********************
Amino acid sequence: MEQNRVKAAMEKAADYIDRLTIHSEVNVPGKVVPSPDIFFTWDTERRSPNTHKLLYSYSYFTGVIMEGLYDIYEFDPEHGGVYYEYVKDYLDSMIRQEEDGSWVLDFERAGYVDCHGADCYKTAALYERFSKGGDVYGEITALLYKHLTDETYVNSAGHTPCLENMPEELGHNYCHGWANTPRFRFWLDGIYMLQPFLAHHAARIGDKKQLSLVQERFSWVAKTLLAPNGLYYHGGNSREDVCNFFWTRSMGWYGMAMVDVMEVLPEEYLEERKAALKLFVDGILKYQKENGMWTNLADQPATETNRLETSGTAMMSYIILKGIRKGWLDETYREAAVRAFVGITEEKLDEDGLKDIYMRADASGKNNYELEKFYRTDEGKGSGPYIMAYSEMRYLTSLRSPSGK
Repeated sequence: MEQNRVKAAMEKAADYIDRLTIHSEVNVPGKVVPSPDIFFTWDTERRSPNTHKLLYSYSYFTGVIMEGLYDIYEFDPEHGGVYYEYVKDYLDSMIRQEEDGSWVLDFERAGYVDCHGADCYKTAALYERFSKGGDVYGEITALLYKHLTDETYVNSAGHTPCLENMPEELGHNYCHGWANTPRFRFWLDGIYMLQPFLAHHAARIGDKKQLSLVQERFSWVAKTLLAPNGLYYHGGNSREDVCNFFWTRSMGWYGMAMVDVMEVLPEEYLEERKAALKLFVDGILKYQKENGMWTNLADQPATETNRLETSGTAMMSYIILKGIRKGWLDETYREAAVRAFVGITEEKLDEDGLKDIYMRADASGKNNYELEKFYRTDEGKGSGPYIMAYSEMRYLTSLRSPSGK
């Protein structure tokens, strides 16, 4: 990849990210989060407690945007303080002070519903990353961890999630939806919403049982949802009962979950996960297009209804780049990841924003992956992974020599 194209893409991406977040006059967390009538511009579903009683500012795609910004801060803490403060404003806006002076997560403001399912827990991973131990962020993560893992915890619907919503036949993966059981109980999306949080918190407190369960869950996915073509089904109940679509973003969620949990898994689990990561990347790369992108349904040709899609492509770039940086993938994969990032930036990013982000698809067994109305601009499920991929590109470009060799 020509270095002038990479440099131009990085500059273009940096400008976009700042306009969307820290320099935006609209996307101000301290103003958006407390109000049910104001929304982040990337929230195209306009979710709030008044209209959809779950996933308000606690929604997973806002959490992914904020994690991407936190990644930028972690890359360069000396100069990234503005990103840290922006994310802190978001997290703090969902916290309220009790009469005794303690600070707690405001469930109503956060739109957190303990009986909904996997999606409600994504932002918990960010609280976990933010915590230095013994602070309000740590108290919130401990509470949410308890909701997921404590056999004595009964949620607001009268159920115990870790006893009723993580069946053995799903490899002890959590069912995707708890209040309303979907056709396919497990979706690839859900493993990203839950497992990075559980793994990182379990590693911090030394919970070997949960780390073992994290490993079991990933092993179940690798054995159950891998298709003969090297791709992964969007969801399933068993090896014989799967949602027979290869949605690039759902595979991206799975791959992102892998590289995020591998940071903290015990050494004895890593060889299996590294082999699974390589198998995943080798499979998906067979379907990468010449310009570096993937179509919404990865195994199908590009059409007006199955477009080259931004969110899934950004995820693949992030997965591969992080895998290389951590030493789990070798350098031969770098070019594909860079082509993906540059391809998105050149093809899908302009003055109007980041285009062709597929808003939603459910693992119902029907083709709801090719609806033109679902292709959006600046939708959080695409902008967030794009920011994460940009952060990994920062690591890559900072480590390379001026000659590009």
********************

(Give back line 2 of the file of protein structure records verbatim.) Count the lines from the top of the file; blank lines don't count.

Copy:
Repeated sequence: MEQNRVKAAMEKAADYIDRLTIHSEVNVPGKVVPSPDIFFTWDTERRSPNTHKLLYSYSYFTGVIMEGLYDIYEFDPEHGGVYYEYVKDYLDSMIRQEEDGSWVLDFERAGYVDCHGADCYKTAALYERFSKGGDVYGEITALLYKHLTDETYVNSAGHTPCLENMPEELGHNYCHGWANTPRFRFWLDGIYMLQPFLAHHAARIGDKKQLSLVQERFSWVAKTLLAPNGLYYHGGNSREDVCNFFWTRSMGWYGMAMVDVMEVLPEEYLEERKAALKLFVDGILKYQKENGMWTNLADQPATETNRLETSGTAMMSYIILKGIRKGWLDETYREAAVRAFVGITEEKLDEDGLKDIYMRADASGKNNYELEKFYRTDEGKGSGPYIMAYSEMRYLTSLRSPSGK